I have been thinking about the article in the New Yorker dated Sept. 3, 2007, that I mentioned in my previous blog post. (It was also discussed by Wine Spectator editor and publisher Marvin R. Shanken in his most recent blog and in our recent news analysis.) And I have to say that it sheds a rather dark shadow over wine collector and merchant Hardy Rodenstock.
I have known Hardy since the late 1980s. I have attended some of his tastings. I have written stories about him. He’s always been friendly and generous, particularly in sharing old bottles. So I decided to send him a fax asking him what he thought about the story and whether he could substantiate the authenticity of the wines he has sold over the years.
Here are excerpts from what he wrote back:
“Thank you for your fax … I have heard about the article, but haven’t read it because it is apparently one-sided and in Koch’s interest. You will surely understand that I don’t read any more articles on the subject, since I would only get angry about that untruth and all those lies.
“I have been buying wines at auctions from Christie's, Sotheby's and other auction houses for more than 30 years now, as can be proved, and have also been buying wines from many wine merchants in the world within the last 30 years.
“You have been at many of my wine tastings yourself and have drunk many wines at tastings and dinners, which originally have come from me. You therefore can judge yourself and confirm that most of the wines were absolutely genuine.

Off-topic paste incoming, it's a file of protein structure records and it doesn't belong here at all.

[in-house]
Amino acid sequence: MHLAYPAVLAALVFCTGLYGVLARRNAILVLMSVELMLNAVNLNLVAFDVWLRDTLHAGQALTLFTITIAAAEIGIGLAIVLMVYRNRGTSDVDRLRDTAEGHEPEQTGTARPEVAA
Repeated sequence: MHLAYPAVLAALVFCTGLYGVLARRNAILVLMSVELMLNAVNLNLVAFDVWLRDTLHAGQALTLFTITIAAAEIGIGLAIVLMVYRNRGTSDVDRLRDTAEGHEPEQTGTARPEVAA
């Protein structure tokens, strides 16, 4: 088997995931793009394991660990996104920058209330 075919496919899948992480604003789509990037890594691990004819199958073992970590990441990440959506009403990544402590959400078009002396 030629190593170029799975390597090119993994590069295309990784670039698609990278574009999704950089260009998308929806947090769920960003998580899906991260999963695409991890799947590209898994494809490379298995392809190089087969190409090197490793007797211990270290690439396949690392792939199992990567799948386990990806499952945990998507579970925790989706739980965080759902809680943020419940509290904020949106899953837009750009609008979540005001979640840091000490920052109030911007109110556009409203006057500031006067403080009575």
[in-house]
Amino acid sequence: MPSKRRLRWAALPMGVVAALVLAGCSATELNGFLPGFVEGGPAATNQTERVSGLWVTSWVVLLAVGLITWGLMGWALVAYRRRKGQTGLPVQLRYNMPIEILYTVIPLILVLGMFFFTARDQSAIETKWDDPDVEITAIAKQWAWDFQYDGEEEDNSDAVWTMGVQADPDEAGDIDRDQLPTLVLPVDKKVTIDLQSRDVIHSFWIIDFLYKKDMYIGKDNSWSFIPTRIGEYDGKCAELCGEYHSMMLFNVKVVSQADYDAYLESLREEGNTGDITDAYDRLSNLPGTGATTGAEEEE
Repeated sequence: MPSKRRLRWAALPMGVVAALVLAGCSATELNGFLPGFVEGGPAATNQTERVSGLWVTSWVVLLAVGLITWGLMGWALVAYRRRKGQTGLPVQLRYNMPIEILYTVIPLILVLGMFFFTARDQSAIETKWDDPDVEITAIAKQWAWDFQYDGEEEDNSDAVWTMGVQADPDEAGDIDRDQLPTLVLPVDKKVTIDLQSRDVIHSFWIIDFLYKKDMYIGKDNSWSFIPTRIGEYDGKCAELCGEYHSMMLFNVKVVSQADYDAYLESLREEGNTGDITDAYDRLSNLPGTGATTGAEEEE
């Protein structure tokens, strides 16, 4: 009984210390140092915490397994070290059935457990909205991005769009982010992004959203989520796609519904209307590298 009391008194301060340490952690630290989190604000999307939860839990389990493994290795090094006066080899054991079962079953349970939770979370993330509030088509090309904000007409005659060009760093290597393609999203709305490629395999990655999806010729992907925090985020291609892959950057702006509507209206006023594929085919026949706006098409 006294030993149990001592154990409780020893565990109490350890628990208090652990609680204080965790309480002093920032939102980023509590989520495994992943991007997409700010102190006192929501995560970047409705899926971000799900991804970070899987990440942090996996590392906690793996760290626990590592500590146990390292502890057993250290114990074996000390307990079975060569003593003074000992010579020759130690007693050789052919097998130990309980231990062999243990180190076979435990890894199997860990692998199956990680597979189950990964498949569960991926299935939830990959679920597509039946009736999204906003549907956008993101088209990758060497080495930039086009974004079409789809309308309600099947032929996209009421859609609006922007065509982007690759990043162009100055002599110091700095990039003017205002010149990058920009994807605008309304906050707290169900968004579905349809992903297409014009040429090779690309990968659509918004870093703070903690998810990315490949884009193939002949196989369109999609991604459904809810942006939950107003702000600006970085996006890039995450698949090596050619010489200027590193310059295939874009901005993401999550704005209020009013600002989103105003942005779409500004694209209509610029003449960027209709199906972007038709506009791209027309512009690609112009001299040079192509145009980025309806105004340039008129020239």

“That I have come across one or another fake, as other wine lovers [have] too, is in the nature of things.
“Michael Broadbent, René Gabriel and many other authors have written in their books and articles that the wines they have drunk at my tastings were absolutely genuine. There isn’t any better proof, don’t you think so?
“Nobody in the world can fake a '45 Mouton, '21 Petrus, '47 Cheval-Blanc or '61 L’Évangile in imperial. So you can reassure your editors.”
It is true that I drank many extraordinary wines at Hardy’s tastings, and gave many of them high scores. But just because the wines were great doesn’t prove that they were authentic. Nor does it prove they were fakes, of course.
I was judging the wine in the glass, not whether it was genuinely what the label claimed. If you trust the person serving it, then you believe the wine is what it seems to be. And unless you have reason to be suspicious, you don’t spend your time putting the corks and labels under a microscope. Especially not 20 years ago, when Hardy’s most famous tastings took place.
Today, alas, the wine world is different. We know how many counterfeit bottles are out there, and when you taste a legendary old wine, there’s always a doubt in the back of your mind. Maybe that’s the worst thing about this whole controversy. When trust is shaken, some of the joy is lost.